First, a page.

• Maps can be defined by intensities or concentrations
  • Maps can be elements, compounds, components, materials, etc.
  • Example top series starts with a composite grey scale of a sample
    • Key: red is high Si areas and purple is high Ge
  • Inset image show a more complicated composition analysis map

Click Image to Enlarge

Line profile analysis (linescan)

  • Relative elemental concentration or intensity along a line
  • Multiple charts display the “tiled” form of the data
    • Relative change of each element is viewed separately
  • Linescans may also be displayed “stacked” for comparison
    • Inset example shows an overlay of a long 300 mm linescan
  • Larger image is  a 5 micron scan at ppm levels


  • Surface morphology is a evaluation of the shape of a surface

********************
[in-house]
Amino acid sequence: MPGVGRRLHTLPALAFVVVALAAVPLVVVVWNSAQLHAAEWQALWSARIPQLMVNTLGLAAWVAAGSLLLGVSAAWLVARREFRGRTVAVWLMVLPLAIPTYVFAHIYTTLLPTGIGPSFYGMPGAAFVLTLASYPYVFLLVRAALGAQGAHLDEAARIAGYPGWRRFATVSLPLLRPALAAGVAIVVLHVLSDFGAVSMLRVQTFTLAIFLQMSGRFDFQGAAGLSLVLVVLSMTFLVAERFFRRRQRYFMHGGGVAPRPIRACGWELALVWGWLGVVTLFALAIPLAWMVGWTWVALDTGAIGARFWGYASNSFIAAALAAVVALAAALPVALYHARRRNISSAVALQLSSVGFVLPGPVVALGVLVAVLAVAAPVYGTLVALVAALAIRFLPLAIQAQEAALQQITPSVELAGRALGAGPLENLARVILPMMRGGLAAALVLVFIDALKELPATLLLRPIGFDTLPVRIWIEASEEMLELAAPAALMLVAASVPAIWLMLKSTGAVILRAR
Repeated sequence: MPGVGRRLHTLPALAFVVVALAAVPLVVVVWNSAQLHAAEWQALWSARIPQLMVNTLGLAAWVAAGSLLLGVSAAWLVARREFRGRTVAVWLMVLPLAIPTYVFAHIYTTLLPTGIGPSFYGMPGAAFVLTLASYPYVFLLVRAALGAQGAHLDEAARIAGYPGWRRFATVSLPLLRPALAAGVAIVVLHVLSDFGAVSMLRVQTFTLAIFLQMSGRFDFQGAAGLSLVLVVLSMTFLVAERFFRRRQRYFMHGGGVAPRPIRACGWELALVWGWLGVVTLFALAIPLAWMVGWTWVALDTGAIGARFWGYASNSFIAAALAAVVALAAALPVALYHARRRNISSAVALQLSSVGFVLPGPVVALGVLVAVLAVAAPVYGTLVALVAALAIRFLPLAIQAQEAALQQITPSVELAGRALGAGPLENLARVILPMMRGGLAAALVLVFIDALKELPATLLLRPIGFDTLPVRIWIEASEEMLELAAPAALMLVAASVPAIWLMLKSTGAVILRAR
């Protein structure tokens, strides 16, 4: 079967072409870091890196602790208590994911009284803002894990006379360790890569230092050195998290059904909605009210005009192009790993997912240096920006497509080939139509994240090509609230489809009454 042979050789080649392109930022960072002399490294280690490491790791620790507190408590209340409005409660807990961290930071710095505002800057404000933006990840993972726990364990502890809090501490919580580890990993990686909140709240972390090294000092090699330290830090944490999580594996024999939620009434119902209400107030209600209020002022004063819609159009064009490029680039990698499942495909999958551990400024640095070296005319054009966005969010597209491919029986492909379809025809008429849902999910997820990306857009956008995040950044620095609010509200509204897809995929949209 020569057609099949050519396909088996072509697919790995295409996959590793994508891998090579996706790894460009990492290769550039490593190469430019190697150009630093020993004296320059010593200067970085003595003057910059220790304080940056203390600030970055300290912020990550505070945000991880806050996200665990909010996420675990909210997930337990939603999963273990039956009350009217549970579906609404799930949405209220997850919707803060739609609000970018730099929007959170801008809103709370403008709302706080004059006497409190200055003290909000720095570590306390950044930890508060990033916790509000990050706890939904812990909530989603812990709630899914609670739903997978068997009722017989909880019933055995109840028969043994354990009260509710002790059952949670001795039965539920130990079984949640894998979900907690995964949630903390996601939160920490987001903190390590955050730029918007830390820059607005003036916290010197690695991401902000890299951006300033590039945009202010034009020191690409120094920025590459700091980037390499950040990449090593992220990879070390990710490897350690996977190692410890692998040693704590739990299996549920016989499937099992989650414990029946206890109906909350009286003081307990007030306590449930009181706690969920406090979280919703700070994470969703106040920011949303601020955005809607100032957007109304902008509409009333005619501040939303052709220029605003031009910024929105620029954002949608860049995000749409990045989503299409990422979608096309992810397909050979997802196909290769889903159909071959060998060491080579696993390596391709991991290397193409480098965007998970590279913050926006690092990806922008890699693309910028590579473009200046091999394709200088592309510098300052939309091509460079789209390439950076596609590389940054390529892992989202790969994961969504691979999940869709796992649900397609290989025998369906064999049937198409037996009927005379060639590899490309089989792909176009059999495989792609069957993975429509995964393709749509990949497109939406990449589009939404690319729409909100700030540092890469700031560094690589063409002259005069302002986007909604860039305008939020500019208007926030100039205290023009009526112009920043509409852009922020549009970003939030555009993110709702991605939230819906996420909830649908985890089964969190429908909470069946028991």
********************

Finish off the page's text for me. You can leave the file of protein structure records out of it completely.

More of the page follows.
• Particles, features, inclusions are elementally identified
    • And automatically counted/measured by feature type
  • Additional data on each feature may be easily collected
  • As shown, an extensive set of image features is available

ATLAS X features

  • Largest sample chamber in the industry
  • Spot size down to 5 microns with anti-halo optic
  • SDD detectors w/ active area up to 150 mm2
  • Edge-to-edge mapping of 300 mm wafers
  • 50 kV / 50 W polycapillary optic micro X-ray source
  • Multi-point/multi-area automation & mapping
  • Air, vacuum, helium for solids, liquids, and powders
  • Iridium Ultra software running on Windows™ 10 OS



Elemental range:

Sodium (Na) through uranium (U)

Sample types:

Solids, liquids, particles, powders and thin films

Sample chamber size:

950 x 650 x 365 mm (37 x 26 x 14 inches)

Analysis atmosphere:

Air, vacuum or He(g) purge

Primary X-ray source:

50 W max power, 50 kV @ 1 mA

Optional secondary X-ray source:

4-12 W max power,  40-60 kV @ 0.4-1 mA